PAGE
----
Industry News

In the Diamond Mind: Kristina Buckley

A conversation with Kristina Buckley Kayel, Natural Diamond Council

Kristina Buckley Kayel, Managing Director, Diamond Producers Association North America

Whether speaking about extraordinary high jewelry collections or the potential of carbon-neutral diamond mining, Kristina Buckley Kayel is passionate and does not shy away from speaking her mind—even when the statements are bold. As the Managing Director of the Natural Diamond Council—which is poised to unveil a new brand and with it, in many ways, a new organization—and as a former Vice President of Marketing Communications at Van Cleef & Arpels, Kristina might be one of the few people in the diamond industry qualified to proffer strong opinions on both.

Q: What’s the story of your first diamond?

When I graduated from UCL in London, my mother gave me a delicate diamond ring that her own mother, my Oma, had given her when she left home. My mother said that it brought her protection and good luck when she entered the world by herself. Every time I look at the ring, I think of my Oma protecting me and I feel her love and strength.

That is the power of diamonds. The size of the diamond and the design of the jewel don’t matter. What matters is what the diamond means to you. Today, I keep the ring on my bedside table when I am not wearing it. I see it every morning and every night.

Q: What excites you most at the moment?

It’s important to look at the opportunity within a crisis. While this is a dark, uncertain time, I believe it will mark us positively. The appreciation for conscious consumerism will continue to grow. People will be inclined to own fewer, better things. We will think about our relationships, connections and values in new ways. We’ll have a new respect and reverence for nature and its power. All of this will further reinforce sustainability and the origin of objects will be increasingly important.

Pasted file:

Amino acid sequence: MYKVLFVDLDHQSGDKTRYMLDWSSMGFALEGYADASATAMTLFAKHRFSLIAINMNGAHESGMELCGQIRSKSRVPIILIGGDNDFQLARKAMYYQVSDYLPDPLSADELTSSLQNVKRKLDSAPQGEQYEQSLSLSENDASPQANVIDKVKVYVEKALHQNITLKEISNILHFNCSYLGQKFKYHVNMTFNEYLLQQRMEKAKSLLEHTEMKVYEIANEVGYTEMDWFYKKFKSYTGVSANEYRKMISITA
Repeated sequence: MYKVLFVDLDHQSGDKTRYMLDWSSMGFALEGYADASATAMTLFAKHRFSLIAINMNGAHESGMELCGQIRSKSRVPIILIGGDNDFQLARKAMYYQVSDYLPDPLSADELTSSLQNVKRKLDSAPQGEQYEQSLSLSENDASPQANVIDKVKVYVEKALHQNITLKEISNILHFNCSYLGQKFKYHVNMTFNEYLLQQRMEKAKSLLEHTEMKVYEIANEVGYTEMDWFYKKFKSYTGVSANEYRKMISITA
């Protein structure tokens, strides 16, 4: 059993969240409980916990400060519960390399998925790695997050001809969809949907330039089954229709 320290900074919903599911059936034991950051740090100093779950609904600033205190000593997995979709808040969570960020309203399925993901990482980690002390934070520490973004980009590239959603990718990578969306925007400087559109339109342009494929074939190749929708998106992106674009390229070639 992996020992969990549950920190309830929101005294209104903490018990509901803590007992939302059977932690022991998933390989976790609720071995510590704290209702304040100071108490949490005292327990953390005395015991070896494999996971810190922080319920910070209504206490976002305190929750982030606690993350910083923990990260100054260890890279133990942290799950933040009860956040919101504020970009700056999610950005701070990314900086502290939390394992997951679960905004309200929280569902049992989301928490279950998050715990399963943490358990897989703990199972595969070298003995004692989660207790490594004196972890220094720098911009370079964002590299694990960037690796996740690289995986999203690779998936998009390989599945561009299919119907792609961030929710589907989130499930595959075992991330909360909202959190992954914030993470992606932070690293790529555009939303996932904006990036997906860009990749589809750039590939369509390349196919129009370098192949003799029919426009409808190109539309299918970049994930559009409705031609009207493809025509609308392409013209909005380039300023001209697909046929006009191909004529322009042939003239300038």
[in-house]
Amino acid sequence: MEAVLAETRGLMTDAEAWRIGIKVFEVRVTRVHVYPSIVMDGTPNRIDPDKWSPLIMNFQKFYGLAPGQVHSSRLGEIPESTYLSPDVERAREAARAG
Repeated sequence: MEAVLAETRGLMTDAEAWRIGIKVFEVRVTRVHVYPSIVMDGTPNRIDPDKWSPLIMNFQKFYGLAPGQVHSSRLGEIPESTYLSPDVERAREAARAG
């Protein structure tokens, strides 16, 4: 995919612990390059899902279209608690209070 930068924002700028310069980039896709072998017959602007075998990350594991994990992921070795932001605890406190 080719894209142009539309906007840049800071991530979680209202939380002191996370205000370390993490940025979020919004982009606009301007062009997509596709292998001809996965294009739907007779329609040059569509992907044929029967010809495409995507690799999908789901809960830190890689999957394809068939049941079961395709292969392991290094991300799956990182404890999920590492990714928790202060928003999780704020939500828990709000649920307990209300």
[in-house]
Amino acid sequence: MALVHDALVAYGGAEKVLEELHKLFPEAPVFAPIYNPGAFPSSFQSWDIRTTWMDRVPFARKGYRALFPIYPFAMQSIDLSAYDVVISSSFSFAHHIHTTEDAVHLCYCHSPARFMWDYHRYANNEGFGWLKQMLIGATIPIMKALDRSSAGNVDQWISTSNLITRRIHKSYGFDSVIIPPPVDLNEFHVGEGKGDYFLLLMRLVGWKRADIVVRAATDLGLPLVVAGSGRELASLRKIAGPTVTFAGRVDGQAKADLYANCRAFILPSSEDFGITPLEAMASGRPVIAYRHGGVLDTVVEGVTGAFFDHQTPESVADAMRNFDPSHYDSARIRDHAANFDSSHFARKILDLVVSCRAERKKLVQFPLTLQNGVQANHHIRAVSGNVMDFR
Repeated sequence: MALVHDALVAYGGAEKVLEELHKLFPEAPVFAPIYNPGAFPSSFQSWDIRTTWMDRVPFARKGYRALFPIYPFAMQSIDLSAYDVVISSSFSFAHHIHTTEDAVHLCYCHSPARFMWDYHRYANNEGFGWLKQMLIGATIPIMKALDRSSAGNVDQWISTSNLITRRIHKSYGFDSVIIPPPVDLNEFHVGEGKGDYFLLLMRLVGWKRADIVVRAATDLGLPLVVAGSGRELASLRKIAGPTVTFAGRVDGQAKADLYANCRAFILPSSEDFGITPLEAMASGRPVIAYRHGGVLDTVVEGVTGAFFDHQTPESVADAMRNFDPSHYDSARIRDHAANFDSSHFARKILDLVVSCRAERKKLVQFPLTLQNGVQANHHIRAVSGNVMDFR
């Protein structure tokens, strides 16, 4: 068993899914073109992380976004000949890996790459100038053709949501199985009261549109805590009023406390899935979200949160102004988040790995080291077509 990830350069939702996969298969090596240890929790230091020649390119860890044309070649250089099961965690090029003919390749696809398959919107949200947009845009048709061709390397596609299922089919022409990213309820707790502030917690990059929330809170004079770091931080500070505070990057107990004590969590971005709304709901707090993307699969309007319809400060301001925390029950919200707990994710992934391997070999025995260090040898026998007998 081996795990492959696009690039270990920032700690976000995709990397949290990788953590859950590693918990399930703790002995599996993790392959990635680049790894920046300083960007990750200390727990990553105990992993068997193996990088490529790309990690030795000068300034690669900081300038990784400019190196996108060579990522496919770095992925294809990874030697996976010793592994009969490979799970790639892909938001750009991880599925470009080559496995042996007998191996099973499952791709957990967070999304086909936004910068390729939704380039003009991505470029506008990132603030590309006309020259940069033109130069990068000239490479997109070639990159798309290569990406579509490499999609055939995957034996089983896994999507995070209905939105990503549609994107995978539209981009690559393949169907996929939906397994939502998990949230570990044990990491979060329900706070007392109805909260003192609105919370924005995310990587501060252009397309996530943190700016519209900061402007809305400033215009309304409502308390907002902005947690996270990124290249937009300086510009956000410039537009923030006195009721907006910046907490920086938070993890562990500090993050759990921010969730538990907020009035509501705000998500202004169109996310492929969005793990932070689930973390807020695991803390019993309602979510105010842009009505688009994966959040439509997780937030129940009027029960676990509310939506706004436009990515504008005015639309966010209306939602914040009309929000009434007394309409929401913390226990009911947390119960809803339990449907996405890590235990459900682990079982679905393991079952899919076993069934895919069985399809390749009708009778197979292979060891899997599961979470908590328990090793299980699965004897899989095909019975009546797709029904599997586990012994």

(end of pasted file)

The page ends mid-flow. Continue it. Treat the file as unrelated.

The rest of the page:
The diamond industry and modern mining are undergoing an incredible transformation. We have an opportunity to tell the world about the strides they are making in sustainability. Livia Firth of Eco-Age put it in a powerful way, when we had the opportunity to bring her out to see the diamond mines in Botswana. She said that the diamond mining industry should serve as a “blueprint” for sustainability practices in other industries. The bedrock of the diamond industry is sustainability. It works in symbiosis with local governments and local communities to ensure long-term sustainability and sector success. We have an opportunity to tell this story and bring it to the forefront for consumers who care about these issues, which is very exciting.    

Q: What is your intention for the year ahead?

My intention is to present the multi-faceted world of natural diamonds to consumers, through the new Only Natural Diamonds brand and content platform. The world is changing, and the self-purchasing woman is the biggest growth driver in diamonds, yet she is often still overlooked. For example, many mid-tier diamond retailers focus their content toward men. It tends to be predominantly transactional, not emotional or inspirational. This is the white space I want to seize, as the only consumer-facing diamond trade entity.

Q: What’s your greatest indulgence?

My birthday is around the corner, which is an annual time for indulgence. Between balancing working toward the Only Natural Diamonds launch with being mom of two little boys, I could go for a 90-minute, no make it a two-hour, massage. An indulgent tradition I started after having my boys is gifting myself a piece of jewellery or artwork each year on my birthday. Last year, I bought myself a Zoe Chicco diamond pendant and earrings. I wear the pendant every day as a reminder that everything is possible, and usually in the way you least expect. The year before, I bought myself artwork by a budding painter named Mary Ball. Jewels, art and a massage, what more to say!